Whole Grains for Better Health

Eating grains, especially whole grains, provides many health benefits. Recent research suggests that whole grains can lower the risk of heart disease, stroke, colon cancer, and diabetes. The grain group includes wheat, rice, oats, corn, barley, and rye. Generally, adults need the equivalent of five to eight ounces each day. This is an achievable goal due to how small of a serving size this is. One ounce equals one slide of bread, one cup of breakfast cereal, or half of a cup of cooked rice or pasta.

Do you know the difference between refined grains and whole grains? Most of us eat largely-refined grain foods such as white bread, white rice, crackers, bagels, and pretzels. However, whole-grain foods such as whole-wheat bread, oatmeal, brown rice, and popcorn provide better health benefits. That is why MyPlate encourages us to make half of our grains whole. This means we should eat at least 2.5 to 4 ounces of whole grain foods everyday. Unlike refined grains, whole grains retain the highly nutritious bran layer and germ. These are lost during the milling process to create refined grains. The bran and germ contain most of the grain's beneficial fiber, vitamins, minerals, and antioxidants. Antioxidants are compounds that help slow down the aging process and may lower the risk of many diseases.

You can make economical choices and still include whole grain foods in your diet. Oatmeal that is packaged in a large canister is one of the lowest-priced whole grains. You can also look for store brand shredded wheat, raisin bran, and bran flakes. Store brand whole wheat bread often costs about the same as white bread. It is important to remember that when purchasing bread, a lot of "wheat" bread is made mainly with refined white flour with added coloring from caramel or molasses. Check for "whole wheat" on the label rather than just "wheat". Whole grain foods have about 3 grams of fiber per 100 calories or about 2 to 3 grams per slice of bread. Check the Nutrition Facts label on the package to see how much fiber is in the food before you buy. Try this delicious A to Z Oat Bran Muffins recipe to help get your daily grains intake.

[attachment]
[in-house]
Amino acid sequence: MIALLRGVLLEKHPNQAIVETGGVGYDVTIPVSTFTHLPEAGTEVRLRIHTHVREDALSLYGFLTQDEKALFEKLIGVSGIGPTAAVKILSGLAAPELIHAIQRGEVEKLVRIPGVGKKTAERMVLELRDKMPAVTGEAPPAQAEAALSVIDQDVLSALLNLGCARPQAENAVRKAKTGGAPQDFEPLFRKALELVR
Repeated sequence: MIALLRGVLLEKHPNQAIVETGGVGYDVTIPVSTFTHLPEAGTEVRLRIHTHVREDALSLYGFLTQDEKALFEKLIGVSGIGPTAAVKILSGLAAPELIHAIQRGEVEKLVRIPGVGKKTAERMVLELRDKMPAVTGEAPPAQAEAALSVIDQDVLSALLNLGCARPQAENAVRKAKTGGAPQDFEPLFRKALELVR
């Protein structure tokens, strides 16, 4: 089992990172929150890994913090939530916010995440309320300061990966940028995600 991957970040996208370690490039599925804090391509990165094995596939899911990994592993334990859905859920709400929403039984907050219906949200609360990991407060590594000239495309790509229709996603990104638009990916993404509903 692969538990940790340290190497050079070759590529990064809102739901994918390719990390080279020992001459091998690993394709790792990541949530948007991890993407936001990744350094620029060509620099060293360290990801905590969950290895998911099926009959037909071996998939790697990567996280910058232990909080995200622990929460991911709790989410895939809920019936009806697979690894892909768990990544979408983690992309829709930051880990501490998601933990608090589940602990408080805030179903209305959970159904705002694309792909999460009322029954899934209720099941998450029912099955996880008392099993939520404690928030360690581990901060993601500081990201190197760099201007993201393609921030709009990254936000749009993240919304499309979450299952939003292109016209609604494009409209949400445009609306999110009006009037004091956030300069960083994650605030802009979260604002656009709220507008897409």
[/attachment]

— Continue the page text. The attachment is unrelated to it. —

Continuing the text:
• 1 1/4 cups all-purpose flour
  • 1/2 cup oat bran
  • 2 teaspoons baking powder
  • 1/2 teaspoon baking soda
  • 1 teaspoon cinnamon
  • 1/3 cup packed brown sugar
  • 1/4 cup canola oil
  • 1 egg
  • 1 tart cooking apple, such as Granny Smith
  • 1 medium grated zucchini, peeled and shredded

Preheat the oven to 375 degrees Fahrenheit. Grease a 12 count muffin tin or line it with paper baking cups. In a medium bowl, combine the flour, oat bran, baking powder, baking soda and cinnamon. In a large bowl, combine the brown sugar, oil and egg. Whisk until well blended. Stir in the apple and zucchini. Add all at once to the dry ingredients. Stir only until moistened; the batter should be slightly lumpy. Spoon the batter evenly into the prepared muffin pan. Bake 20 to 25 minutes or until the muffins are golden and springy to the touch. Remove the muffins from the pan and let cool on a wire rack. Makes 12 muffins.

Nutrition per muffin: 134 calories, 5.4 grams total fat, 0.6 grams saturated fat, 17 milligrams cholesterol, 142 milligrams sodium, 1.3 grams fiber and 21 grams carbohydrates.

This article is referenced by Smart Choices, Nutrition News for Seniors with the LSU AgCenter, MyPlate from USDA and Let's Eat for the Health of It, Make At Least Half Your Grains Whole.

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10/1/2021 1:43:08 PM
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